The title, Under Construction, implies that (1) something is being built, (2) it is still in process, and (3) it is not yet completed.

This was the title of our first newsletter when we stepped out on our own with Timothy Ministries.  Some advised, as we relocated to Oklahoma, that “UC” could turn off potential opportunities because of the common usage for incomplete websites.  They are good friends, and we value them greatly… but somehow all of our changes never really described what we had envisioned our ministry to be.

After receiving our advanced certification with Personality Insights, Inc. (Atlanta, GA), we incorporated the DISC training into Timothy Ministries.  We had several successful conferences around the country, but that was only one part of our ministry.

In Oklahoma, New Mexico and Virginia, we have done consulting for young pastors and saw positive changes and growth… but that was still only a portion of the ministry.

Timothy Ministries was to be more than that.  This ministry was based on II Timothy 2:2… “Committing to the Faithful.”

I am no apostle Paul.  …far more failures than successes…  do not and never will know it all!  When I failed, I evaluated and learned from my failures.  As Dr. Robert Rohm stated… “You win some and you learn some.”  … in pulpit ministry for 60 years, credentialed ministry for 50 years… planted churches, had to close some, and saw some grow with good success.  My ministry gifts lay in Administration, Teaching and Exhorting, and my personality blend is a D/I (Directive / Inspirational) …but my feet are made of clay.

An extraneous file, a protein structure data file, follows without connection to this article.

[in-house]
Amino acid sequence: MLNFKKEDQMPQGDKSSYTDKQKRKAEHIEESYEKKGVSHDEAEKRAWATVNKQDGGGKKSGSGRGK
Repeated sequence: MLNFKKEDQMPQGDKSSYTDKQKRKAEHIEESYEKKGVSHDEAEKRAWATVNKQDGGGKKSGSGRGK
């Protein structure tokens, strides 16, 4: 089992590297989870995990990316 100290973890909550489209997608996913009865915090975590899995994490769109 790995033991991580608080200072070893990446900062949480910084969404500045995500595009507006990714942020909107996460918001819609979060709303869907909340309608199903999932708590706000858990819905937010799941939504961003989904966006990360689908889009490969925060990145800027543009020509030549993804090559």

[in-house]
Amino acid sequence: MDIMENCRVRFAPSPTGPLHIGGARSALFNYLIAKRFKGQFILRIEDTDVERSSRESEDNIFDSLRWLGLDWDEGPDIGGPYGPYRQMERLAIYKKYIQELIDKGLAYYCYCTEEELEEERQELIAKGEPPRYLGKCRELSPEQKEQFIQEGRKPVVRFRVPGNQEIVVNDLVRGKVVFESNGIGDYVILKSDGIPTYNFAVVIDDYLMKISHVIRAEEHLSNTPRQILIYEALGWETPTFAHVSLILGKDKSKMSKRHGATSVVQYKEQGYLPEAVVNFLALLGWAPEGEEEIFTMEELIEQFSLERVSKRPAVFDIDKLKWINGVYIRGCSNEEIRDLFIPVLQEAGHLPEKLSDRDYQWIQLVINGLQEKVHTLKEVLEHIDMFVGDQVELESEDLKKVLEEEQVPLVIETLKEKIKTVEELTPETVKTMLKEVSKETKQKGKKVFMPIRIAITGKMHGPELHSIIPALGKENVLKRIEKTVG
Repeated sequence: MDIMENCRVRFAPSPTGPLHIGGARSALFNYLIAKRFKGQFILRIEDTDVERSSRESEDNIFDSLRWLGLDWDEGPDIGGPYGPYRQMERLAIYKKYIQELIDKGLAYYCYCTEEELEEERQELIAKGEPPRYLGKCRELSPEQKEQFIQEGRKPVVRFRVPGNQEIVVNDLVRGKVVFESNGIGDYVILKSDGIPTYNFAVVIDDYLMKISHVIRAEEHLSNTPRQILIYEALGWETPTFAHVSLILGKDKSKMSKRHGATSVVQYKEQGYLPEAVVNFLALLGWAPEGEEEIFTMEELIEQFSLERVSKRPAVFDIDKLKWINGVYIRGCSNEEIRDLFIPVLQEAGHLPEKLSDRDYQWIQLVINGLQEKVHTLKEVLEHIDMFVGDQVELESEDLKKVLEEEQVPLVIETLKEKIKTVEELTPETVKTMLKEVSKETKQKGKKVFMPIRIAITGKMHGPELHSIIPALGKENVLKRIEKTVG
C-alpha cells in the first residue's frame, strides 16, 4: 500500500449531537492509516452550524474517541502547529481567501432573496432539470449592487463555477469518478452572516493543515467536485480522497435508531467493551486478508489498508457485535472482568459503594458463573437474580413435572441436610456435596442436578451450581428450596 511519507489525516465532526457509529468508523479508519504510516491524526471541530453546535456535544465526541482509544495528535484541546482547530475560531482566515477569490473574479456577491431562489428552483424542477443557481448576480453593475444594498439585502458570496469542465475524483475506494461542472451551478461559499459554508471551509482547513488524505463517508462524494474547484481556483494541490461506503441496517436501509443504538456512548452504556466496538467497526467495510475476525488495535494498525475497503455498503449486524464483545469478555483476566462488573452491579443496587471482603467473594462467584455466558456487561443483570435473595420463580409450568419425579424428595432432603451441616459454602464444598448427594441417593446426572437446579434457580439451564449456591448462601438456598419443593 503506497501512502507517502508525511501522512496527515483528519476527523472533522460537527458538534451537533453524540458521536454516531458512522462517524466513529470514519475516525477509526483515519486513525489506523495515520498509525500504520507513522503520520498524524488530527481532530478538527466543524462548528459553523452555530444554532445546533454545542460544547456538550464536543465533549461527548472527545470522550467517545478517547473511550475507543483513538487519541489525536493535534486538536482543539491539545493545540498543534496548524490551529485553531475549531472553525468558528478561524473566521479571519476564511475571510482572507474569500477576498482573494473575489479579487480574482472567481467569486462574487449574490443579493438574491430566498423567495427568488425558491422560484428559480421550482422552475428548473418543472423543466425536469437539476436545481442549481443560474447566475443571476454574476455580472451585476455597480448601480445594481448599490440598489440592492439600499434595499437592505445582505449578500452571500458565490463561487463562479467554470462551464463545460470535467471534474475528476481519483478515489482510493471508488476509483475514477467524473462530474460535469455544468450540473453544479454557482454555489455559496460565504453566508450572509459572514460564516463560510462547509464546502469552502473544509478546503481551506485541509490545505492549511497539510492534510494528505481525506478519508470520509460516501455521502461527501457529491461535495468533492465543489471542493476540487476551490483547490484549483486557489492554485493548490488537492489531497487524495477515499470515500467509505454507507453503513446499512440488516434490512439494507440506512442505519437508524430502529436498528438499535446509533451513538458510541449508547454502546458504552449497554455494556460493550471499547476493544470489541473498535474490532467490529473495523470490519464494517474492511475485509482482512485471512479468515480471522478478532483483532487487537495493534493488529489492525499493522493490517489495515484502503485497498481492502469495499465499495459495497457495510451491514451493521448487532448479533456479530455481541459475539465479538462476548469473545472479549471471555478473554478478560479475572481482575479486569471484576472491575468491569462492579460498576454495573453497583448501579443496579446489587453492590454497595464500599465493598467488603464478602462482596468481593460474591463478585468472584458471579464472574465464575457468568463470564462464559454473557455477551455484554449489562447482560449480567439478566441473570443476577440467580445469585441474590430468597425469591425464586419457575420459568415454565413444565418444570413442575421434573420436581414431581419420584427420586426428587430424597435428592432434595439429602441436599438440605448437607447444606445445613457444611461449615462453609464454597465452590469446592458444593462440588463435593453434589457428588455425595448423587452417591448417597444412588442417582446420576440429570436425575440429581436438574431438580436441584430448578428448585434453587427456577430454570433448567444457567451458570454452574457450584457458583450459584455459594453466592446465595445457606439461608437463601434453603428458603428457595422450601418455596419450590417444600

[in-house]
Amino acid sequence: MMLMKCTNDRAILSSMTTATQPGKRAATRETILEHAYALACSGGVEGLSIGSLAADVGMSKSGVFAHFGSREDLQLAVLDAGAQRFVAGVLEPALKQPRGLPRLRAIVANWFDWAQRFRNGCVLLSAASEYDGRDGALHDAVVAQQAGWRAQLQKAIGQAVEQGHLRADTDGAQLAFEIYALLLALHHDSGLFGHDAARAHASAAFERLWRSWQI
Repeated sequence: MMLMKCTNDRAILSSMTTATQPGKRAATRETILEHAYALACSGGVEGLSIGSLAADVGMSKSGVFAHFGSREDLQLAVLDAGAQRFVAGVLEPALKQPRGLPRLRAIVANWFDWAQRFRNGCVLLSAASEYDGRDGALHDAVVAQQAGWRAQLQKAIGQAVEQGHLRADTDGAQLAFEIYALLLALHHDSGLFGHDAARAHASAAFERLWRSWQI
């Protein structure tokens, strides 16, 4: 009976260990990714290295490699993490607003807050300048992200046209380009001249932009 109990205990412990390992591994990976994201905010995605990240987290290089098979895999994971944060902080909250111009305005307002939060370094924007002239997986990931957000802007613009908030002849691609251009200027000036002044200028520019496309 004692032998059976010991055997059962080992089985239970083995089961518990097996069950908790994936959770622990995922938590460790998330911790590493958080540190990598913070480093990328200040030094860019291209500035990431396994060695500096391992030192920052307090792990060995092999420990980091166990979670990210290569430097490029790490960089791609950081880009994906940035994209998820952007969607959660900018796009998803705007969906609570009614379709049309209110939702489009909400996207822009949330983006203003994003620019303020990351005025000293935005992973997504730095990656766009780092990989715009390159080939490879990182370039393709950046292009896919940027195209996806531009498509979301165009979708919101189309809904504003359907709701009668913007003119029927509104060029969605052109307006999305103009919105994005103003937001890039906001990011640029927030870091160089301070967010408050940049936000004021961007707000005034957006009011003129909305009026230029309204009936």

So what does this old man desire?  Where is my passion?

Sharing what I have learned with faithful men and women who are still in the trenches, with their leadership teams, their churches, or just with them one-on-one.  We have no price tag, and will continue to operate on a freewill basis.  With a heritage in a “growing” church, a discipling church,  I grimace at some of the “spiritual clubs” I see today.

So back to our future —Timothy Ministries.  Simply plugging in for a Pastor who is away for a Sunday… training a Leadership Team, a family (marriage) conference, a Bible Study series on Wednesday nights… or consultation on church growth.

We are here.  We are ready.  To commit to the faithful.  Let us know.  Have you arrived,   or are you still under construction?

 

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CEO …or Shepherd?

The term “Leadership” has become so popular that many pastors have taken the old description and molded the new progressive paradigm model that has little to do with true Biblical ministry and more about a Corporate model.

I remember my childhood image of pastors in days gone by.  They wore sharp clothes, suits & ties, French-toe shoes, drove Lincolns or Cadillacs, lived in well-furnished parsonages.  They rubbed shoulders with the hierarchy of the city, went to conventions, and ate in restaurants.